Samir Patel: ‘We must adapt after a tough year’

17 Jan 2023 Voices

As Comic Relief publishes its five-year strategy, the charity’s CEO discusses how it is adapting to the cost-of-living crisis.

Samir Patel, chief executive of Comic Relief

Comic Relief

In difficult times, the British public often dig the deepest. We are hugely grateful to the public, whose generosity never seems to waiver, and to our incredible partners, for helping us to raise £50m over the past year. Whilst that number is lower than what Comic Relief has raised in previous years, and many charities are finding it more difficult to fundraise, it’s still a significant amount that will make a difference to thousands of lives. We have a lot to be thankful for and proud of. 

Our Red Nose Day campaign in 2022 saw over 10,000 schools take part, a new partnership with LEGO, the BBC One night of TV was broadcast live from Salford for the first time, and we were able to act fast in response to the war against Ukraine. The Ukraine crisis happened during our Red Nose Day campaign, and we’re proud that we were able to mobilise quickly and provide £1.5m in emergency funding in March thanks to our long-standing partner Sainsbury’s, and a further £1m was donated to the Disasters Emergency Committee crisis appeal, which the public backed in the most extraordinary way.   

At Comic Relief, we need to keep finding ways to make it easy to give, to raise awareness of where need is greatest, and to tell stories of hopeful solutions that are addressing poverty and injustice. Crises around the world, a volatile economic climate, and the continuing cost of living crisis have taken a toll on our fundraising efforts. For us and for the charity sector, it’s been a tough year and the challenges will continue. 

Charting a path ahead

We must adapt. Because our work in funding community organisations who are on the frontline of tackling poverty is needed as much as ever. Wealth and advances in society are benefitting too few and are not providing a good life for all. 

The issues around us may be serious, but when we come together and help each other out, we’re at our best as a society. We have always believed that being charitable can be easy and even fun. So, alongside our work to raise money and fund real change and impact, we’ve been hard at work on charting a path ahead. 

We have developed a new 2023-27 organisational strategy that reconfirms our commitment to our vision of a just world free from poverty and which reflects the rapid changes in the world today. We have a clear model of where we can make a difference towards the vision, through alleviating poverty’s consequences, tackling related injustices, and, in a new area for us, addressing the link between climate change and poverty. And we’ll strive to get as many people as possible to see a role for themselves in making change, by engaging through multiple campaigns throughout the year, and meeting people where they are: what interests them, the popular culture they interact with, the formats and channels that they use the most.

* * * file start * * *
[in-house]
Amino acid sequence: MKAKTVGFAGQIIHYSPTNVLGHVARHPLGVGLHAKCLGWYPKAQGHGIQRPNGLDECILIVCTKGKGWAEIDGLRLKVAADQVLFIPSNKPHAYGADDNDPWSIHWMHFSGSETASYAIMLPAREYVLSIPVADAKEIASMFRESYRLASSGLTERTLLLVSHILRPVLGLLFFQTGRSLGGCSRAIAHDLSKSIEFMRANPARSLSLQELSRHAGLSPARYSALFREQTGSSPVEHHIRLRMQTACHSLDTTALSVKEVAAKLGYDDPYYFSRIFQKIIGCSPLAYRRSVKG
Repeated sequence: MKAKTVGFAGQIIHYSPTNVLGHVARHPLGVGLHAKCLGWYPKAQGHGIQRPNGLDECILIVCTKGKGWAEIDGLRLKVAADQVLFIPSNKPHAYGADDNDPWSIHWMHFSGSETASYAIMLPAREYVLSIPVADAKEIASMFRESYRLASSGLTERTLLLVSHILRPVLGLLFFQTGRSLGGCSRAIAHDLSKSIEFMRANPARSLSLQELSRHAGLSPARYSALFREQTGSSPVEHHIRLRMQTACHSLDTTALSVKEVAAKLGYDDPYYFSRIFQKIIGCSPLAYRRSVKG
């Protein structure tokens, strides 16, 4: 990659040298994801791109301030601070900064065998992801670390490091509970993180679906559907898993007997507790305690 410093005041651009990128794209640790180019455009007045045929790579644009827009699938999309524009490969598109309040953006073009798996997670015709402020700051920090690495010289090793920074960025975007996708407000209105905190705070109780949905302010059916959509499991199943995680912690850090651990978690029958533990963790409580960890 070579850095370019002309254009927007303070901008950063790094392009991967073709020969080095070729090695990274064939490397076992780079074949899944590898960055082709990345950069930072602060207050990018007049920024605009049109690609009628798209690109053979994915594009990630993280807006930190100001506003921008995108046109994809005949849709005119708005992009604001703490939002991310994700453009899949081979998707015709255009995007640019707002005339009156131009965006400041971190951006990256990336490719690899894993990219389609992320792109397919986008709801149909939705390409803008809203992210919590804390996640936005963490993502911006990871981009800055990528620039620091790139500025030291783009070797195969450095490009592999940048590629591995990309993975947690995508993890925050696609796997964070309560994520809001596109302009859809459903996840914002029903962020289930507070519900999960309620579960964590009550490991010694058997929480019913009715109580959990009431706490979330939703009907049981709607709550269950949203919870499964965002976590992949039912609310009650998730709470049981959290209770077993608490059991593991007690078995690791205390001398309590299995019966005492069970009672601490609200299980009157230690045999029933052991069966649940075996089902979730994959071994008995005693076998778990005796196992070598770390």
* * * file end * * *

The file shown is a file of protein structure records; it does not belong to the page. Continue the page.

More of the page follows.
Focus on the climate crisis

We have strengthened our focus on daily poverty, and we’re putting the strategy into action. A great example is our partnership with the Evening Standard and the Independent on a Christmas cost of living appeal which raised the most a campaign has ever raised in a month in the newspapers’ history. This, plus some wider activity we ran alongside the media appeal, has raised £1.7m for Comic Relief to award emergency grants to help people through the toughest times of their lives. This funding includes support for food and meals to reach vulnerable families, warm clothing and energy top up cards, and mental health support for people across the UK.

Using the power of popular culture to drive change is very much part of Comic Relief’s DNA and something that we’ll look to grow and support in other organisations. We have created our first Power of Pop Fund to harness the creativity and the power of popular culture to inspire social change and racial justice. Working with our progressive partners – OAK Foundation, Esmee Fairbairn, Unbound Philanthropy and Paul Hamlyn Foundation – we are committed to investing in organisations led by, and for, people of colour and look forward to supporting more communities and individuals with lived experience of racial injustice to tell their own stories authentically. 

The year ahead will also see Comic Relief make the climate crisis a key focus for our funding work for the first time, thinking specifically about how we can increase participation and engagement of minoritised communities in achieving climate justice.

Red Nose Day 2023

We now look forward to a new chapter for Comic Relief. For 2023, we are aware that donations are hard to come by with so many donors struggling themselves. But we are hopeful, and full of determination. We are Comic Relief, after all, and we’ve never shied away from thinking big and bold. We have Red Nose Day 2023 just around the corner which will see the launch of a brand-new Red Nose that will be very different to anything anyone has ever seen from us before. We’re also reigniting our beloved Sport Relief brand, with some surprises in store for the summer. 

We’re on a journey, and we’re at the beginning. We need to keep refreshing what we do, keep listening to and learning from our audiences and stakeholders, and keep collaborating with those we work with to help save and improve more lives in this country and across the world. 

Samir Patel is chief executive of Comic Relief 

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